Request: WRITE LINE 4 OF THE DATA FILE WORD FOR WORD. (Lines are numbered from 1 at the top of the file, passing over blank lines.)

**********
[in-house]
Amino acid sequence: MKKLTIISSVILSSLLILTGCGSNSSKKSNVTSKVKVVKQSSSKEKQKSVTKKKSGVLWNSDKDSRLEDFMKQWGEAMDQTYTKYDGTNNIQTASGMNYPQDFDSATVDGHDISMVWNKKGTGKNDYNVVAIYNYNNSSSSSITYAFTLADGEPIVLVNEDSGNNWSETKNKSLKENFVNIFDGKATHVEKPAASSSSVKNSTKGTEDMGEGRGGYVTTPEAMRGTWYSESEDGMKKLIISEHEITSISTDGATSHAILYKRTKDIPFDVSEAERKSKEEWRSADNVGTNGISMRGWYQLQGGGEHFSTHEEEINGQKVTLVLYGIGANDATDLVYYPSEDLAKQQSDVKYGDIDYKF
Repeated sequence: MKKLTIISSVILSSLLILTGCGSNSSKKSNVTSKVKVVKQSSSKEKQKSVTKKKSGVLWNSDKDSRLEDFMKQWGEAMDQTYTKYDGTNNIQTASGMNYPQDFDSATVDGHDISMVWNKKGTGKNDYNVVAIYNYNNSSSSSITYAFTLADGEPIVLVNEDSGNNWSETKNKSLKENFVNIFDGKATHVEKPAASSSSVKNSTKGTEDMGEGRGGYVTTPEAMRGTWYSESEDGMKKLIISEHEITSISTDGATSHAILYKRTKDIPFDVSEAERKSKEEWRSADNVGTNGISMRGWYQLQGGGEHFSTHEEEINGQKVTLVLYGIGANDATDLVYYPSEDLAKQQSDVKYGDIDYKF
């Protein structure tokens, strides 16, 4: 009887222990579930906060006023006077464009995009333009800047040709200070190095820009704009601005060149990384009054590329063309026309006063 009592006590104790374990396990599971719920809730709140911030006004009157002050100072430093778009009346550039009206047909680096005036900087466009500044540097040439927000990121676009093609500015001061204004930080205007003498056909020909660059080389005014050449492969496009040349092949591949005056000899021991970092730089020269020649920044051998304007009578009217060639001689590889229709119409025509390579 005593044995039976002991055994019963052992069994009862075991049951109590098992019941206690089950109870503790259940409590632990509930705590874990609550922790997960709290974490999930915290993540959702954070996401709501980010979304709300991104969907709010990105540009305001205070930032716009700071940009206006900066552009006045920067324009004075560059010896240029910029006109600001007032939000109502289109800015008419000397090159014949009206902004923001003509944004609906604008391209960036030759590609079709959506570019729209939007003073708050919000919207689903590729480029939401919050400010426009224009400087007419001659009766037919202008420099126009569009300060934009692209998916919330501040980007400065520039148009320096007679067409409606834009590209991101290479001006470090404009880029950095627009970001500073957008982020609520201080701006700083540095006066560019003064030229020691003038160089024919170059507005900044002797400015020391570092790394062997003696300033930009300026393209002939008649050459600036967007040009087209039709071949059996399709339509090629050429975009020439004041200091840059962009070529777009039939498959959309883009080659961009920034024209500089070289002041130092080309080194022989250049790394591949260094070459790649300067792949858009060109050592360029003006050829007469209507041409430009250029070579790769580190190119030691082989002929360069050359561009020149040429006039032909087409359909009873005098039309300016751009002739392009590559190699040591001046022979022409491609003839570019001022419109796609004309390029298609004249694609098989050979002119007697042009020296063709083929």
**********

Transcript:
């Protein structure tokens, strides 16, 4: 009887222990579930906060006023006077464009995009333009800047040709200070190095820009704009601005060149990384009054590329063309026309006063 009592006590104790374990396990599971719920809730709140911030006004009157002050100072430093778009009346550039009206047909680096005036900087466009500044540097040439927000990121676009093609500015001061204004930080205007003498056909020909660059080389005014050449492969496009040349092949591949005056000899021991970092730089020269020649920044051998304007009578009217060639001689590889229709119409025509390579 005593044995039976002991055994019963052992069994009862075991049951109590098992019941206690089950109870503790259940409590632990509930705590874990609550922790997960709290974490999930915290993540959702954070996401709501980010979304709300991104969907709010990105540009305001205070930032716009700071940009206006900066552009006045920067324009004075560059010896240029910029006109600001007032939000109502289109800015008419000397090159014949009206902004923001003509944004609906604008391209960036030759590609079709959506570019729209939007003073708050919000919207689903590729480029939401919050400010426009224009400087007419001659009766037919202008420099126009569009300060934009692209998916919330501040980007400065520039148009320096007679067409409606834009590209991101290479001006470090404009880029950095627009970001500073957008982020609520201080701006700083540095006066560019003064030229020691003038160089024919170059507005900044002797400015020391570092790394062997003696300033930009300026393209002939008649050459600036967007040009087209039709071949059996399709339509090629050429975009020439004041200091840059962009070529777009039939498959959309883009080659961009920034024209500089070289002041130092080309080194022989250049790394591949260094070459790649300067792949858009060109050592360029003006050829007469209507041409430009250029070579790769580190190119030691082989002929360069050359561009020149040429006039032909087409359909009873005098039309300016751009002739392009590559190699040591001046022979022409491609003839570019001022419109796609004309390029298609004249694609098989050979002119007697042009020296063709083929």